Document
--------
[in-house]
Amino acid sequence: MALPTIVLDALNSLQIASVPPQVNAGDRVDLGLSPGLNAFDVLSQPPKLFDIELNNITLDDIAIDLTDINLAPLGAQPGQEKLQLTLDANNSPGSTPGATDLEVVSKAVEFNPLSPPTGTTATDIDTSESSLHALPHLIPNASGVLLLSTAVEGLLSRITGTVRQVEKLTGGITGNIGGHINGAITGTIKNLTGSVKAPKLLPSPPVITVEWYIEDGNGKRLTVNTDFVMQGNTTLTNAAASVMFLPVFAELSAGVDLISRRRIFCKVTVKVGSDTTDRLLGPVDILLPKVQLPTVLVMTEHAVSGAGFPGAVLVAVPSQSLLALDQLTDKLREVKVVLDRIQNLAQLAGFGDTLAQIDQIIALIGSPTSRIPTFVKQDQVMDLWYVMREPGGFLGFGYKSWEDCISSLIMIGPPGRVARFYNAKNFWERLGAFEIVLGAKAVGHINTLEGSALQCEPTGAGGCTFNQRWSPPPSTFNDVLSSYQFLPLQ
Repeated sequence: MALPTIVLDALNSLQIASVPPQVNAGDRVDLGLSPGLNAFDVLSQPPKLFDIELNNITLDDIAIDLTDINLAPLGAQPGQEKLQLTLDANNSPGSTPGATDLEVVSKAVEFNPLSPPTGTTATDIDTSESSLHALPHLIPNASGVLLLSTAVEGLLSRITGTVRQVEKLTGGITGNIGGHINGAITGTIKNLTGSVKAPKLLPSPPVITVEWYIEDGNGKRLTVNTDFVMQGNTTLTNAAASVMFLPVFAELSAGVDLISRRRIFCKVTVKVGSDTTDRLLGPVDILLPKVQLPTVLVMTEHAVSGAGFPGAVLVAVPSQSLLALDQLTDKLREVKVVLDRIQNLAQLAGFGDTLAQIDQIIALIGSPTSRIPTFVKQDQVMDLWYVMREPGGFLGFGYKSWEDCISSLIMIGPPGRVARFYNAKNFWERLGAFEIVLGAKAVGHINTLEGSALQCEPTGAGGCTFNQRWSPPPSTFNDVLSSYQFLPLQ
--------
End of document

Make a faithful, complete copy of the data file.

[in-house]
Amino acid sequence: MALPTIVLDALNSLQIASVPPQVNAGDRVDLGLSPGLNAFDVLSQPPKLFDIELNNITLDDIAIDLTDINLAPLGAQPGQEKLQLTLDANNSPGSTPGATDLEVVSKAVEFNPLSPPTGTTATDIDTSESSLHALPHLIPNASGVLLLSTAVEGLLSRITGTVRQVEKLTGGITGNIGGHINGAITGTIKNLTGSVKAPKLLPSPPVITVEWYIEDGNGKRLTVNTDFVMQGNTTLTNAAASVMFLPVFAELSAGVDLISRRRIFCKVTVKVGSDTTDRLLGPVDILLPKVQLPTVLVMTEHAVSGAGFPGAVLVAVPSQSLLALDQLTDKLREVKVVLDRIQNLAQLAGFGDTLAQIDQIIALIGSPTSRIPTFVKQDQVMDLWYVMREPGGFLGFGYKSWEDCISSLIMIGPPGRVARFYNAKNFWERLGAFEIVLGAKAVGHINTLEGSALQCEPTGAGGCTFNQRWSPPPSTFNDVLSSYQFLPLQ
Repeated sequence: MALPTIVLDALNSLQIASVPPQVNAGDRVDLGLSPGLNAFDVLSQPPKLFDIELNNITLDDIAIDLTDINLAPLGAQPGQEKLQLTLDANNSPGSTPGATDLEVVSKAVEFNPLSPPTGTTATDIDTSESSLHALPHLIPNASGVLLLSTAVEGLLSRITGTVRQVEKLTGGITGNIGGHINGAITGTIKNLTGSVKAPKLLPSPPVITVEWYIEDGNGKRLTVNTDFVMQGNTTLTNAAASVMFLPVFAELSAGVDLISRRRIFCKVTVKVGSDTTDRLLGPVDILLPKVQLPTVLVMTEHAVSGAGFPGAVLVAVPSQSLLALDQLTDKLREVKVVLDRIQNLAQLAGFGDTLAQIDQIIALIGSPTSRIPTFVKQDQVMDLWYVMREPGGFLGFGYKSWEDCISSLIMIGPPGRVARFYNAKNFWERLGAFEIVLGAKAVGHINTLEGSALQCEPTGAGGCTFNQRWSPPPSTFNDVLSSYQFLPLQ